(Watch video below and then read article that follows)
‘I’m Not Your Little Baby!’ Calling a Truce in Mother-Daughter Conflict
By Elizabeth Bernstein, Wall Street Journal Online
Jessica Setnick was on her way to her mother’s house for dinner when she decided that she had something to say that couldn’t wait.
She sent her mom a text: “I got my hair cut today and I think it looks fine. So if you don’t like it, please don’t say anything.”
Ms. Setnick, a 39-year-old registered dietitian in Dallas, says she frequently braces herself for her mother’s disapproving remarks. Such as, “Now that your husband has been laid off, you will need to stop eating out so much.” Or, “The green napkins would look much better on the table.” Or, “Why did you buy so many ears of corn?”
Ms. Setnick says she finds these comments condescending and often feels hurt by them. They lead to arguments. “It’s as if she feels she knows what’s best for me,” says Ms. Setnick. “She doesn’t see me as my own person.”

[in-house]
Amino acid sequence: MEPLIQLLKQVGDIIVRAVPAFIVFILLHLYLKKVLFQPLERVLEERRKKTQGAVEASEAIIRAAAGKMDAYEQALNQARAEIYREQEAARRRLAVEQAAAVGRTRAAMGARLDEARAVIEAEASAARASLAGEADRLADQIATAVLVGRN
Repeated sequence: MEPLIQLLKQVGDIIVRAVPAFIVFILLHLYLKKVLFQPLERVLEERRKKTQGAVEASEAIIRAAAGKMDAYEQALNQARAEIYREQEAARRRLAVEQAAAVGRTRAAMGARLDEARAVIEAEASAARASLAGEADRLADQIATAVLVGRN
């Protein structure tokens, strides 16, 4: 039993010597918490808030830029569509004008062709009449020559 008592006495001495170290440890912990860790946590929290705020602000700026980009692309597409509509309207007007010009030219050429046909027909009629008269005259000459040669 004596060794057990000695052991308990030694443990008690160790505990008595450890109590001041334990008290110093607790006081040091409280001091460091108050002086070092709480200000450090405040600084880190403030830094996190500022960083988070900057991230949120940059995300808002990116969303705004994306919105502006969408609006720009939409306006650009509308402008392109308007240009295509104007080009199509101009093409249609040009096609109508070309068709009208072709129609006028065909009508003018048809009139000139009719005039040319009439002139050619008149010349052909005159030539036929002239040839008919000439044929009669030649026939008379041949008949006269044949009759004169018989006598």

Ms. Setnick’s mother views things differently. “I never see my comments as criticism,” says Sandra Zucker, 70, a college librarian. “I see them as a helpful suggestion.”
It’s common for mother-daughter relations to be stormy in the daughter’s teen years. But why do mothers and daughters continue to push each other’s buttons well into adulthood?
Some moms never stop nudging. It was their job for many years, after all. Although it is usually well-intentioned, it also is a way for them to get attention from their adult daughters. When daughters won’t listen, mothers feel powerless—and then nudge even more.
“More often than not, the criticism is, ‘I miss you and want you to call me more,’ ” says Lisa Brateman, a licensed clinical social worker and family therapist in Manhattan. “But mothers can’t say that, because they’ve had that fight before. So they say, ‘Your lipstick looks bad.’ ” Dr. Brateman offers psychotherapy for mothers and daughters together that is much like couples therapy.
Daughters, meanwhile, tend to be very sensitive to mom’s input. They think she is being rude or doesn’t respect them as an adult. Underneath, they fear they’ve failed the one person they have been seeking approval from since before they could speak…